We decided to climb Pikes Peak, and after we parked and made our way to the trailhead with our friends, my wife ominously blurted “there’s no turning back now.”
She was wrong.
Sixty minutes later, I was on my way back down the mountain by myself. Altitude doesn’t agree with me. I was forced to make a decision I didn’t want to make, but I’m really glad I did.
One of the most difficult and courageous decisions a person can make is to stop and turn back. This is also true for retirement.
While achieving a particular age may activate an income stream, it certainly doesn’t indicate you’ve ever reached the point of never turning back. Retirement is a giant math equation, and if the numbers don’t work, they don’t work. Hoping you catch a break here or there, is generally a really bad idea. Just because you stopped working and called it retirement, doesn’t mean you should have retired. And sometimes the only fix involves going back to work.
Retiring from retirement, and reentering the workforce is not a popular solution. But as you’ve grown to understand over the years, what’s right isn’t always popular. And beyond its lack of popularity, reentering the workforce is easier said than done. Again — popularity and difficulty should not impact your decision to solve the most serious financial problem you’ve ever faced.
There are a few telltale signs your retirement isn’t working, and you’d be better served to turn around and reset the math.
If you’re depleting your assets at a pace of 10% or more annually, you could be in big trouble.
When you retire, your assets are egg-laying chickens and the eggs are your income. If there aren’t enough chickens to produce the desired amount of eggs, then in order to eat, you’re gonna need to start plucking a chicken. Which then means you’ll have fewer chickens to produce the number of eggs they were already struggling to produce. A problem like this gets exponentially worse as each day passes. It’s also a sign your retirement income strategy isn’t working.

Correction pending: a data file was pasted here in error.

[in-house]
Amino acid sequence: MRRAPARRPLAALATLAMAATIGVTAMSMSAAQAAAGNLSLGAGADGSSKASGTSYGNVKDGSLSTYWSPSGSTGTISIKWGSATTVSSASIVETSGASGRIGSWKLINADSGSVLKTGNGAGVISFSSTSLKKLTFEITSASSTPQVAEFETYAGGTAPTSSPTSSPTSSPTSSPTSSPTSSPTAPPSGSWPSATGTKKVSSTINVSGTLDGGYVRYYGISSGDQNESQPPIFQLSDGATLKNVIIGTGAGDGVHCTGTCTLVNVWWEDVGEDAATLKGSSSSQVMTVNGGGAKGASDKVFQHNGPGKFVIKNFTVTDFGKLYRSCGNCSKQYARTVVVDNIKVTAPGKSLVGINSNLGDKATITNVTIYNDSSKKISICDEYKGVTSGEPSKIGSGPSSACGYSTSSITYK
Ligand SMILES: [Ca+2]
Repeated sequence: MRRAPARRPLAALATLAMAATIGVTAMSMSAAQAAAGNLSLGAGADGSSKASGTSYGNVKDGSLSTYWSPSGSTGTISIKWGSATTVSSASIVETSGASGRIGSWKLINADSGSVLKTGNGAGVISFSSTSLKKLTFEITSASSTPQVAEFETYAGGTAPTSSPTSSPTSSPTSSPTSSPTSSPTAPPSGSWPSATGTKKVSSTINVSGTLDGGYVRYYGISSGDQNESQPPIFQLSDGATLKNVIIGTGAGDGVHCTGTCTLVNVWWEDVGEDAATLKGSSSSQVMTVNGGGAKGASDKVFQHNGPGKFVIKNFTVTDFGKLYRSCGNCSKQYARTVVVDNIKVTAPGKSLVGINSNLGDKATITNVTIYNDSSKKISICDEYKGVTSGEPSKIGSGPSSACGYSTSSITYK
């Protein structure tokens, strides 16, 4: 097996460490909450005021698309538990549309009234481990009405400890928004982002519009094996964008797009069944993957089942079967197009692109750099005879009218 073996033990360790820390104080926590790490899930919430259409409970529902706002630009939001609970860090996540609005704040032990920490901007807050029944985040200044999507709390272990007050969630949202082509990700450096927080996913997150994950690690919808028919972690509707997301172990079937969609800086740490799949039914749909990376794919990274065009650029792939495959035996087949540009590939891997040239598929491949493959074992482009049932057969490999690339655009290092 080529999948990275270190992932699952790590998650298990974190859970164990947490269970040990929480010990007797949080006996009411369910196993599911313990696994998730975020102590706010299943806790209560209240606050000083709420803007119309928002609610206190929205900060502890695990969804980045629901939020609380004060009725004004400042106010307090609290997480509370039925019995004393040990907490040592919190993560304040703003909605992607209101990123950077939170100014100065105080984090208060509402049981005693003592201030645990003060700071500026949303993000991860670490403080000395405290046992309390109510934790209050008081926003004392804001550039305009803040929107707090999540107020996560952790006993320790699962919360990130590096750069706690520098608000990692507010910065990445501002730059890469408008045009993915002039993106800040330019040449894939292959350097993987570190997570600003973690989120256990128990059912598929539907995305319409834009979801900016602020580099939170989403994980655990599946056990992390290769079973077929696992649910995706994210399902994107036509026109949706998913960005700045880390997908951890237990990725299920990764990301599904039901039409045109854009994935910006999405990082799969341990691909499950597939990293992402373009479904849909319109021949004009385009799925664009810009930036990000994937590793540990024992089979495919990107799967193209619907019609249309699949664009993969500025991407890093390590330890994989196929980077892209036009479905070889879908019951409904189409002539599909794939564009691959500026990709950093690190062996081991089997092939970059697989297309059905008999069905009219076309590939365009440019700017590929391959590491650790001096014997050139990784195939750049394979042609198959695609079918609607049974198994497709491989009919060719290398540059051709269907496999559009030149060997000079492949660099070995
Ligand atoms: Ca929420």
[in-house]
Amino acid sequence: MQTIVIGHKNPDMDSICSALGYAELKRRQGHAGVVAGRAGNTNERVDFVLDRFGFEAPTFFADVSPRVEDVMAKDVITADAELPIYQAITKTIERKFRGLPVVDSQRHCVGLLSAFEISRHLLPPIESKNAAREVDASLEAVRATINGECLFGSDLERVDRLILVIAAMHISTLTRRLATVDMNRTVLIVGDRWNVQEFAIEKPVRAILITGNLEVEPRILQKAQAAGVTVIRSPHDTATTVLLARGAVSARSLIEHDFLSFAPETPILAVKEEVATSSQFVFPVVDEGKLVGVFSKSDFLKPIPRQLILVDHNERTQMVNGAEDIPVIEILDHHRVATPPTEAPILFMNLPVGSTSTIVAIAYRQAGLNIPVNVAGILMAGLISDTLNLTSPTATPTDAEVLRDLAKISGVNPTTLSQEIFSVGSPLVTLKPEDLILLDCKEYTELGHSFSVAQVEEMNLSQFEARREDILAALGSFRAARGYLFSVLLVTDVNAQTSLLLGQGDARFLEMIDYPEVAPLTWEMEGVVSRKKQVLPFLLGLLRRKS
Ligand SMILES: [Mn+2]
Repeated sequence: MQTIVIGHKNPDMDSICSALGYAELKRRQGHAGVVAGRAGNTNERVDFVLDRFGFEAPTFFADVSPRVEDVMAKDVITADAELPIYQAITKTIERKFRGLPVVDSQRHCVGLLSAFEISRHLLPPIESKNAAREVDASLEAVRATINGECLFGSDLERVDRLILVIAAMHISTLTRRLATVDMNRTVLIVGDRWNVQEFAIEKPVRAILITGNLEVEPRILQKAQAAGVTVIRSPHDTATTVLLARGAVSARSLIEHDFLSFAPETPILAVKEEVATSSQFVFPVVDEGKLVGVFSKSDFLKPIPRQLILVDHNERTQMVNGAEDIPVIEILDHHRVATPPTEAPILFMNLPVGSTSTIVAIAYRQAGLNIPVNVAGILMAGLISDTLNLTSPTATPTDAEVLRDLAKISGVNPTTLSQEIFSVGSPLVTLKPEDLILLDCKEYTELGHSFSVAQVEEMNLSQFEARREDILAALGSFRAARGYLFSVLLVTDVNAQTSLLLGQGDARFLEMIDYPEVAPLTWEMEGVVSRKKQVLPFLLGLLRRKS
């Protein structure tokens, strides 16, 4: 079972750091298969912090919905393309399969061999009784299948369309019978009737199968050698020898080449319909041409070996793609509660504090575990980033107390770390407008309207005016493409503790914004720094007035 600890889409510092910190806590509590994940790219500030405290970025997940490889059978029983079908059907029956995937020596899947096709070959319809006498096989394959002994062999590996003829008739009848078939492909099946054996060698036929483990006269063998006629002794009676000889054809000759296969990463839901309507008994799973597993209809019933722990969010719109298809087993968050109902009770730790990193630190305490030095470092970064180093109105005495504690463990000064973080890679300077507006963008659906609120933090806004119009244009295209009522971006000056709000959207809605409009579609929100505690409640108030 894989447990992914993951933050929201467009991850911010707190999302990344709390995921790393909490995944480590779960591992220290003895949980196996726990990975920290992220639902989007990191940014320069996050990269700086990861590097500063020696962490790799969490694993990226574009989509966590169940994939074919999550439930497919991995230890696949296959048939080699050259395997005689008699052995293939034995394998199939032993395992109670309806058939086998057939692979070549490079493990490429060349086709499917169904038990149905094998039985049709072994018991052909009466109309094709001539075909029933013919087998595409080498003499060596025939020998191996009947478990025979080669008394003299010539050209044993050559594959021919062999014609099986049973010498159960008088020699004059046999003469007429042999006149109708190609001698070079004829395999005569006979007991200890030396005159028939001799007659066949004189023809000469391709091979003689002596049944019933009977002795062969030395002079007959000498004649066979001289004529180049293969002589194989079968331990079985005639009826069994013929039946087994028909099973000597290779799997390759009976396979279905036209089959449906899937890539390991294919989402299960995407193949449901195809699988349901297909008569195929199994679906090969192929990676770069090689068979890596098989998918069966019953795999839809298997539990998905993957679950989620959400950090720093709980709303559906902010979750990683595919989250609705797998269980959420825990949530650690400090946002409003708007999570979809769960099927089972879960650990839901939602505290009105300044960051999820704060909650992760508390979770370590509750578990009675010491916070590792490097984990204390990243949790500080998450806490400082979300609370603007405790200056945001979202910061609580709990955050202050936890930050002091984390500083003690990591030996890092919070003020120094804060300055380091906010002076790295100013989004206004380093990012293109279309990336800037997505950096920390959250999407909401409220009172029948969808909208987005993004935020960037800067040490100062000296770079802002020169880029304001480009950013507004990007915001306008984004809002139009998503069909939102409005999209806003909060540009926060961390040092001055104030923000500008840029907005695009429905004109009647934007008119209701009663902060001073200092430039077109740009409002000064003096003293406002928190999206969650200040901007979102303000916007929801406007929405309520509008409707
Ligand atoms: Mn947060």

For instance, if you retired with $350,000 in retirement assets, and you withdrew $35,000 in the last 12 months from those assets, feathers are flying. Either you need to drastically change your spending habits, or you need to reinforce your income sources. If you find yourself with significantly fewer chickens than you retired with, reentering the workforce can be a brilliant chicken preservation technique.
If you’re going into debt
On the surface, it’s not bad if your net worth is decreasing during retirement, but if the decrease comes from an increase in debt, you’re in trouble. By the time you retire, you should have put your financial past permanently behind you. Debt is your financial past, and having debt forces a person to throw their current income toward past realities. If you’re creating new debt in retirement, it will force your future income to solve old problems. This is an unsustainable scenario.
Not only should you enter retirement without credit card debt or student loans, but you must avoid acquiring said debts throughout your retirement years. Whereas a working person can usually mitigate a debt-ridden existence, a retired person cannot.
Change in family structure
When you retired, you likely made your decision based on a snapshot of your life. If your picture has changed, specifically in the event of death or divorce, reentering the workforce may be necessary. This is especially true if you struggled to retire with two social security retirement incomes, and one of those monthly payments has since disappeared. Ideally, a successful retirement income plan accounts for death, disability and divorce, but sometimes – many times actually – it’s hard enough to put together a retirement strategy when everything goes your way.
When your family structure changes and it decreases your household income, pause to evaluate its true impact on your financial viability both now and in the future. Time may help with the grieving process and heal wounds, but time does not heal financial wounds. Sit down with your financial adviser and critically evaluate your new reality.
Peter Dunn a.k.a. Pete the Planner® is an award-winning financial mind and a former comedian. He’s a USA TODAY columnist, author of ten books, and is the host of the popular radio show and podcast, The Pete the Planner Show. Pete is considered one of the foremost experts on financial wellness in the world, but he’s just as likely to talk your ear off about bass fishing.